I'd be making a call to Fronius HQ in the USA to ask the question and get them to point you to relevant documentation.
 

live4soccer7

Solar Enthusiast
I can't imagine they don't. Stacks of Tesla Powerwalls in AC coupled systems with Fronius Primo inverters here, and the PW uses grid frequency control to moderate the inverter's output when operating in off-grid mode.

I'd be making a call to Fronius HQ in the USA to ask the question and get them to point you to relevant documentation.
Great to know! I planned on reaching out. I'm sure I will sound pretty incompetent on the phone though. haha
 

MarkSolar

Solar Enthusiast
I still need to make 100% certain that fronius primo can do frequency watts. I do wish it had the SPS functionality, similar to the sunny boy as well.
I can find lots of vendor pages that say they do, but I've never found anything on a Fronius page that says they do. I'd call and ask them to point to a statement in their documentation.
Even if I wanted to do SMA, it seems the max input DC current is 10A / MPPT. That definitely would not work since the panels I'm looking at are all higher than that (around 11A)

View attachment 65983
Same problem I had, they were just a hair too low for me to use. The Fronius supports 33A on one of their two trackers, seems like a really big difference given the other parameters are relatively similar.
 

live4soccer7

Solar Enthusiast
I can find lots of vendor pages that say they do, but I've never found anything on a Fronius page that says they do. I'd call and ask them to point to a statement in their documentation.

Same problem I had, they were just a hair too low for me to use. The Fronius supports 33A on one of their two trackers, seems like a really big difference given the other parameters are relatively similar.
You would think they would have higher input currents on the SMAs given the higher power panels now. Looks like they need a new version. Might be why they are on sale at some places.

I'm definitely feeling good about the inverter selection for the project. If only I had 3 phase.
 

Hedges

I See Electromagnetic Fields!
I still need to make 100% certain that fronius primo can do frequency watts. I do wish it had the SPS functionality, similar to the sunny boy as well.

Even if I wanted to do SMA, it seems the max input DC current is 10A / MPPT. That definitely would not work since the panels I'm looking at are all higher than that (around 11A)

View attachment 65983

10A MPPT operation, 18A max Isc

"Parallel Operation of the DC Inputs A and B The DC inputs A and B of the inverter can be operated in parallel and up to three strings can be connected to it in parallel. As a result, as opposed to normal operation, up to three strings can be connected directly to inverters with two DC inputs and up to four strings to inverters with three DC inputs. The inverter automatically detects the parallel operation of the DC inputs A and B."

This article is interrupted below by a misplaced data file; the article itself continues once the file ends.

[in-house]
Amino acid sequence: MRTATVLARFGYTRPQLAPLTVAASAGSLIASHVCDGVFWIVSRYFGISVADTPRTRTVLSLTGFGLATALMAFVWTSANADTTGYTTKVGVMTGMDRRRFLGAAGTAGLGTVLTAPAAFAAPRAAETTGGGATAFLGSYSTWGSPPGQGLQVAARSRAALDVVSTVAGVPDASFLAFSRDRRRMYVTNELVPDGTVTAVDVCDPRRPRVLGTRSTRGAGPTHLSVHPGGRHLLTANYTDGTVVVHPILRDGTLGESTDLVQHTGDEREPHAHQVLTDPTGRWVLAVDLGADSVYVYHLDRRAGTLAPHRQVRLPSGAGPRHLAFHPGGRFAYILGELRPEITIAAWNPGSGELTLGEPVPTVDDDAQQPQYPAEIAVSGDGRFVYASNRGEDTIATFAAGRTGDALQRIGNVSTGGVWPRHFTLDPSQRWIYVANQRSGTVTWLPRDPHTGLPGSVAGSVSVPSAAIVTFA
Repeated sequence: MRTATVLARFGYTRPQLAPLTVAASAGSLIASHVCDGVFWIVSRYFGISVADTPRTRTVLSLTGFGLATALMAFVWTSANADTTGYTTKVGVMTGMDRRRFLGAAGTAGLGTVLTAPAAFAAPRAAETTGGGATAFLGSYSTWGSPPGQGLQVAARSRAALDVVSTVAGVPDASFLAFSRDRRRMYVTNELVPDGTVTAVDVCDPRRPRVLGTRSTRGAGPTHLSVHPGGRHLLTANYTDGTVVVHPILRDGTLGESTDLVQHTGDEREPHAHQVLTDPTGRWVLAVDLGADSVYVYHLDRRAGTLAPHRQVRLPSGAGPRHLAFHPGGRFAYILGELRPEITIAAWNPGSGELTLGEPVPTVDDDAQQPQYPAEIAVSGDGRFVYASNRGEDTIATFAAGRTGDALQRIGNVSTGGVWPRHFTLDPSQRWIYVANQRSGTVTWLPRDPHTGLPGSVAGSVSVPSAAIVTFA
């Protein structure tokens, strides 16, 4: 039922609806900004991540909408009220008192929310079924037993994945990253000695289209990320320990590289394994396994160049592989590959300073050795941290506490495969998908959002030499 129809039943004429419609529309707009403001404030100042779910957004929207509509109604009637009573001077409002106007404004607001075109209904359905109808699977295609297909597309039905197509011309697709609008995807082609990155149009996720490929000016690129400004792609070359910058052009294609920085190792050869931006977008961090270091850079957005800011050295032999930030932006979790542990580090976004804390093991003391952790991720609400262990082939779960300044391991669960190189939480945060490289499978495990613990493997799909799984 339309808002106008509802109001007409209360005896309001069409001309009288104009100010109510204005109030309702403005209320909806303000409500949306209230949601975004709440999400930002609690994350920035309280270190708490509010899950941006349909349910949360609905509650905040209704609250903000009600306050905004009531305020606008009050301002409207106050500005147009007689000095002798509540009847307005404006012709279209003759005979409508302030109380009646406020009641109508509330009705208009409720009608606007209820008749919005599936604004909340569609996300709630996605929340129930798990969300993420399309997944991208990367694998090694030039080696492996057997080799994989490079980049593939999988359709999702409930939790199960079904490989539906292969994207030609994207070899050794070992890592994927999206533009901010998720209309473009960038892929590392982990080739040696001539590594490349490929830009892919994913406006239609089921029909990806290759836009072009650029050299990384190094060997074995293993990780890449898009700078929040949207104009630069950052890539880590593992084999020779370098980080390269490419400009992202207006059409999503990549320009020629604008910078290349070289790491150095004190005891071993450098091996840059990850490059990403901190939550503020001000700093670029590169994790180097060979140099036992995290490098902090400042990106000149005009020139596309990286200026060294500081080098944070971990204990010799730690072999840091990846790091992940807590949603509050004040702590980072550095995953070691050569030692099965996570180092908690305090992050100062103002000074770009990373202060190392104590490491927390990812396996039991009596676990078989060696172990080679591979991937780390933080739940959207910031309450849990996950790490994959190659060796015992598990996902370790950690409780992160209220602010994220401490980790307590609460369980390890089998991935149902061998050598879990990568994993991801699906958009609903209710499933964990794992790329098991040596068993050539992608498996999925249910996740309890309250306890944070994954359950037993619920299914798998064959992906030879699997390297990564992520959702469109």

Presumably that means 20A operation and 36A Isc for paralleled inputs A & B.
That only lets you get one 11A Imp string fully utilized.

Connecting an 11A Imp string to a 10A max input could cause some clipping. 1/11th of power lost during peak sun, or less depending on how much voltage rises to reach 10A. The power/voltage curve is fairly broad, but it rolls off faster moving to higher voltages than to lower.

For PTC rather than STC ratings, it is voltage that decreases or current? With power 85% or 90% of STC, maybe that is within 10A.

If you had two parallel strings of different orientations feeding A & B, Imp would probably always be below 20A.


Earlier models accept as much as 36A, but they won't have the UL-1741 SA you probably need to connect.
 

live4soccer7

Solar Enthusiast
Not a whole lot to update yet. I'm having supply issues and problems getting quotes on ground mount framework components.

I have finished the site drawing and one-line in autocad. That was fun to use autocad again. It has been years. I'll post up when I get more time for feedback or if people are curious.

I've had a change of heard in part of the design though. I'm thinking that the Hyundai Bi-facial panels will be the way to go. I'm at a LAT of 47* and I was reading that bifacial is particularly beneficial above the 40* mark. I'm thinking of doing the panels at an angel of 45-47* (if I can get engineered plans). This will give me the best year round production numbers (month to month) and the "larger" angle will provide more benefits to the bifacial panel style as well. This leaves me open to replace them with bifacial again when necessary. Doubt that I'll actually care in 30 years or whenever that happens, but still planning ahead. ALSO I think this sets me up much better if the utility company really changes their billing style or net meter import/export setup so I can utilize batteries and get a closer monthly average from month to month through the whole year.

I'm sure I'm way overthinking it, but that's what I do best and I have time burning a whole in my pocket while I try to get info from suppliers, which has been quite challenging.

I'm going to call the utility company and see how long their application acceptance stands because my design depends on their accepting my system size, but if I can't get supplies then it may not happen immediately. I'm in a bit of a catch 22 with everything depending on each other between that and permitting as well.